Amy C. Waninger welcomes virtual executive assistant Tonya Thomas, the founder and CEO of Team Delegate, LLC, to the show this week. Having spent over 17 years in the virtual assistant space, her extensive knowledge and experience makes her a pioneer in the industry. Listen to learn about what inspired her to take the career path she did, the advantages to hiring a virtual assistant, and more.
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Voice-over (00:00): Living Corporate is brought to you by the Liberated Love Notes podcast, part of the Living Corporate network. The Liberated Love Notes podcast, as a starting point, integrating self and community affirmations into your daily practices. The Liberated Love Notes podcasts center, the experience of black folks, existing in white systems and speaks to overcoming imposter syndrome, disrupting injected, and internalized forms of oppression. Embodying an abundance mindset and building a healthy racial identity. Check out Liberated Love Notes podcast, wherever you listen to podcasts hosted by Brittany Janay Harris.
(00:49): [musical interlude]
Amy C. Waninger (00:50): Hey everybody, This is See It To Be It. The Wednesday podcast from Living Corporate. Living Corporate is a digital media network that centers and amplifies black and brown people at work. My name is Amy C. Waninger and I’m the host of See It To Be It. When I was growing up in rural Southern Indiana, I didn’t know people who went to college or who worked in professional roles. I didn’t know what those jobs look like or how to break into them. Honestly, I didn’t even know they existed, but this show isn’t about me. It’s about my guests. Every week I bring you career stories from everyday role models in jobs, you may not know exist. More importantly, the folks I interview share their perspectives as black and brown professionals in jobs and environments, where they may be the only.
Amy (01:33): My guest today is Tonya Thomas. She has her own company called, Team Delegate. That is a virtual assistant company. So she helps other entrepreneurs grow their businesses by offloading tasks, administrative tasks, so they can focus on what they really want to do. But before we get to the interview, we’re going to tap in with Tristan for some career advice.
Tristan (02:00): What’s going on Living Corporate? It’s Tristan. And I want to thank you for tapping back in with me as I provide some tips and advice for professionals today. Let’s discuss the great resignation. The great resignation is coming according to Anthony Klotz an associate professor at Texas A and M University who studies the resignation of workers. He states, «when there are uncertainty, people tend to stay put. So there are pent-up resignations that didn’t happen over the past year. Honestly, he’s under something. The Wall Street Journal reports that U.S. workers are quitting their jobs more now, than at any time in the last 20 years. You may want to find yourself in that number of people resigning. And if you want a better opportunity, I totally think you should put, don’t go turning in that resignation letter just yet.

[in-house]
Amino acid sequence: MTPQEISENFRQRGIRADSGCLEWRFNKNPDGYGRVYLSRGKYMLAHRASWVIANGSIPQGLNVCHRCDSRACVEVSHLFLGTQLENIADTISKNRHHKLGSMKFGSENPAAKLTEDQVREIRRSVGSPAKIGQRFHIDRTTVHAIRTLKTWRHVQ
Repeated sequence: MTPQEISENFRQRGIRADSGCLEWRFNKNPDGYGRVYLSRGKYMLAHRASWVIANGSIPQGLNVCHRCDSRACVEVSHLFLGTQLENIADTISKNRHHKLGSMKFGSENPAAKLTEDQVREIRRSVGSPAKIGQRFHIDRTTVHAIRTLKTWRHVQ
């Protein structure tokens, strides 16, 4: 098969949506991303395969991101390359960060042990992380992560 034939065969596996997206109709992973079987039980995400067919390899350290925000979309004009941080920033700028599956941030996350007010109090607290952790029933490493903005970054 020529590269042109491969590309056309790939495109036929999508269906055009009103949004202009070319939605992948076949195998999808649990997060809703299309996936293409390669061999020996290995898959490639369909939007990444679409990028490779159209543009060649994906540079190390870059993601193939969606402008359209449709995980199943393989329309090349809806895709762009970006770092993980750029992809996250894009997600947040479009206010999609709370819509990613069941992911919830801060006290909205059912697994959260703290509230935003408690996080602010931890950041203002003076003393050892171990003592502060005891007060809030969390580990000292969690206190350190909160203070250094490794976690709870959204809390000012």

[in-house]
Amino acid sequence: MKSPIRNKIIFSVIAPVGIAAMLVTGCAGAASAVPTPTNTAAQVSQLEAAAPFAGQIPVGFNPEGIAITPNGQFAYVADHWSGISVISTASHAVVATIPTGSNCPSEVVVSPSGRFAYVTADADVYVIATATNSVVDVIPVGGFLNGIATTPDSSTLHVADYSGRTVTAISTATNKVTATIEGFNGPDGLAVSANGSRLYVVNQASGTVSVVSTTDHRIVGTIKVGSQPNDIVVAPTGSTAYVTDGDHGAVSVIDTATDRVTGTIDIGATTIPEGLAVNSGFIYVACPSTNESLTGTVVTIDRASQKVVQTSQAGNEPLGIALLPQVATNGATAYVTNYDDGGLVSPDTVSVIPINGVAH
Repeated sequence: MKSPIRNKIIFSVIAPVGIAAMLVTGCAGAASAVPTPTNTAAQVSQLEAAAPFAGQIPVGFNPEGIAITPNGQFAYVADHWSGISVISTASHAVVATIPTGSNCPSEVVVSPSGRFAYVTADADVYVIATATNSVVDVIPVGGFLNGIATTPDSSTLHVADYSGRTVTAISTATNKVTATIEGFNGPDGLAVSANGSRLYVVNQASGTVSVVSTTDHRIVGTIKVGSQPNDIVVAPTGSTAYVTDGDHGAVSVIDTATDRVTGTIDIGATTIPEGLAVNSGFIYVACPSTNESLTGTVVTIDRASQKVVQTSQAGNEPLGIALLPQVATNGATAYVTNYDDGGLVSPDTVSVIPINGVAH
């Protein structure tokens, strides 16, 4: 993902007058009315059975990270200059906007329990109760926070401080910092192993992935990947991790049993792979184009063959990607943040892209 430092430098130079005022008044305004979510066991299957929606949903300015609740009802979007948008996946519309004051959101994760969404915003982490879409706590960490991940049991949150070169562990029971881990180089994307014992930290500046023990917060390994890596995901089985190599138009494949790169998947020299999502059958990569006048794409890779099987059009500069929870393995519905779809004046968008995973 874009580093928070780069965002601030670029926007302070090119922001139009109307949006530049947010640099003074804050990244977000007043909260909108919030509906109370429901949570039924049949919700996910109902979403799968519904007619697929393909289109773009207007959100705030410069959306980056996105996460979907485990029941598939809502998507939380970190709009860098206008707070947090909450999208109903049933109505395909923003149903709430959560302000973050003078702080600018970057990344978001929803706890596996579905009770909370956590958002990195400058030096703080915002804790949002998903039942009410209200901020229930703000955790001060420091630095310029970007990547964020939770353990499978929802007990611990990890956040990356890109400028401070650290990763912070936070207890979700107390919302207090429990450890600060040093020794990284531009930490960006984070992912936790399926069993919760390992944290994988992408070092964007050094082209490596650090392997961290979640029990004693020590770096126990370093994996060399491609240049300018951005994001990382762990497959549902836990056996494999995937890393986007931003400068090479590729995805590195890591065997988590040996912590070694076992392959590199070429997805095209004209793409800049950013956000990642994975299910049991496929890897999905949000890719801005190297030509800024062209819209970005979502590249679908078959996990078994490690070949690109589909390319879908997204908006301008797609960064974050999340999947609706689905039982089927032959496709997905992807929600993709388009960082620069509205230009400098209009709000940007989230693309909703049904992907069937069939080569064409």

(02:48): Often, when I speak to people who want to leave their current job, they haven’t fully fleshed out the reason why. I asked my clients, are you running towards something or are you simply running from something? This question helps me understand two things. One, have you really taken the time and devoted some thought as to why you’re leaving. And two, do you have a plan on where you’re going before you resigned from a job?
(03:14): I think it’s important to dedicate a decent amount of time to fully understand the factors driving you away. Once you’re clear on those, I’m a proponent of communicating those issues and allowing your company time to respond to them. By understanding the issues thoroughly, you’ll be better prepared to know what you don’t want from the next company by communicating and allowing your company time to resolve the issues. There’s a chance that you may find that you don’t have to leave at all.
(03:40): Another critical piece to have in place is a plan on what you want to do next. You don’t want to just start throwing your resume out there and see what sticks. If you do that, you may just find yourself in a similar situation a couple of months down the road. Seek clarity on what the next step looks like for you. Align your experience on your resume with that new destination, and seek out assistance to get to that new position as quickly as possible.
(04:06): Now, I do need to make one disclaimer, if you are experiencing discrimination or harassment at work, that’s a completely different set of circumstances than what I’m mentioning here. If you feel you have to resign for your safety, absolutely do what you have to do.